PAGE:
Flashback to the bold statement by Volvo: Our cars would never crash

09/19/2018

Share this post:
The race to the perfect self-driving car was heated up with the bold announcement from Volvo. Let's see what they have been doing so far to keep their big words.

For those who miss it, Lex Kerssemakers, the CEO of the Volvo America, made a bold statement about the quality of their self-driving car, that the engineers from Sweden are the men of their words, and they assured their more-than-90 percent fail-safe vehicle will be rolled out to the market in 2 years time, 2020. In today's market, especially given the destiny for the Volvo is still in the fog since the diesel transmission scandal, any statements that contain the word " percent " that is greater than 90 would certainly draw some eyes. Volvo said they can do that by constantly measuring the number of deaths in their vehicle and use the data to improve its AI system (Artificial intelligence).

Volvo's safety features

Volvo promise occupants can rely 100 percent on their safety features

That might be not enough to convince the audience and pull their value shares upward because their technology is not particularly ground-breaking, compared to other brands. Technologies such as the collision-avoidance, blind spot detectors that are placed where the drivers cannot visually see, the cruise control that automatically reduces the pace of the car by calculating the distance between vehicles, and the camera and sensors system to tell the driver if they have veered off their lanes, all of which were developed, partly or fully by other brands a long time ago.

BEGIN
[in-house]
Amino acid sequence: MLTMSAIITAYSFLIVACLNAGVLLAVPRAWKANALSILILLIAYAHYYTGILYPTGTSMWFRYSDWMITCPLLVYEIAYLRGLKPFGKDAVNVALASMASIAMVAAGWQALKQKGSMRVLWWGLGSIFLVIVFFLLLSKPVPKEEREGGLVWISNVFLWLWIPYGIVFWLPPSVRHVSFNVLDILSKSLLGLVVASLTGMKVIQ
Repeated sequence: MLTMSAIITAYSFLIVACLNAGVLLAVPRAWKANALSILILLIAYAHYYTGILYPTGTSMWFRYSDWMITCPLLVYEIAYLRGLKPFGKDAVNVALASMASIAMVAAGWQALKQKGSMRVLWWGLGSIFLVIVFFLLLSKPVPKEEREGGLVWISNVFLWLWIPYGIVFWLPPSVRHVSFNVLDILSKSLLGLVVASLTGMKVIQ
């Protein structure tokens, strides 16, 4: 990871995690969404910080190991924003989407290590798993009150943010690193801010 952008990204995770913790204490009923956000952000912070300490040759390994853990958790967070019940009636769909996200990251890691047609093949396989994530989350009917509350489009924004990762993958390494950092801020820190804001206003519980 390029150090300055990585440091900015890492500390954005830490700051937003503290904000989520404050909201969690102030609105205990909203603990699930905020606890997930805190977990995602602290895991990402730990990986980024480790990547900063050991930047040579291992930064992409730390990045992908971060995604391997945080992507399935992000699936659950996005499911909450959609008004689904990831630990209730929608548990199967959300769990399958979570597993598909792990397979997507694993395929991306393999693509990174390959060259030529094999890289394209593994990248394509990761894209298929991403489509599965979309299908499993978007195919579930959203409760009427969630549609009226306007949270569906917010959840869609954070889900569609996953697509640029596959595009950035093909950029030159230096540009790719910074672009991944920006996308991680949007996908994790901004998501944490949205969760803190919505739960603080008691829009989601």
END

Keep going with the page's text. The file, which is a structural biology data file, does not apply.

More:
And clearly, Volvo still has a long way to go as one of their autonomous car provided for Uber fleet has killed a pedestrian in Tempe, US earlier this year.

Volvo Cars: Explore The User-Interface Of Tomorrow

Anyway, Volvo has a year ahead to perfect the safety features on their self-driving vehicles. For now, let's look through the technologies that Volvo are working on to realize their promise.

1. Adaptive cruise control

This technology is prevalent in a Volvo and other autonomous vehicles as well. It uses a set of radar and sensors to "feel" the vehicles around. The technology is still in its infancy and works best when you're in a high way. You preset the system by giving it the maximum speed and the AI will take care of your vehicle, including braking, remain a safe distance and revving. It also uses sensors to see if you're in the middle of your lane to prevent veering into other lanes.

2. Collision prediction

The sensor set on the car will scan the environment and road surfaces ahead to find any roadblocks that might cause an accident with the car. If it detects that the drivers are careless, it would temporarily override and brake for them.

3. Lane sensing support

This technology can use sensors to "see" the road lines so that it could automatically keep your car in the correct lane. Except you are in the middle of nowhere or in a muddy, country road.

4. Pedestrian detection

The set of sensors can identify the common form of a human being, even when it's utterly dark outside. If the distance to that "unknown object" is sufficient, the car might warn the driver or override the driver's control and brake on its own.

5. Animal detection

The above sensors are integrated with another feature, detecting animals. Though the system use motion sensors both in detecting animal and human, identifying animals are slightly different since their ways of locomotion is different than ours.

>>> Related posts:

Share this post:
See more
Covid 19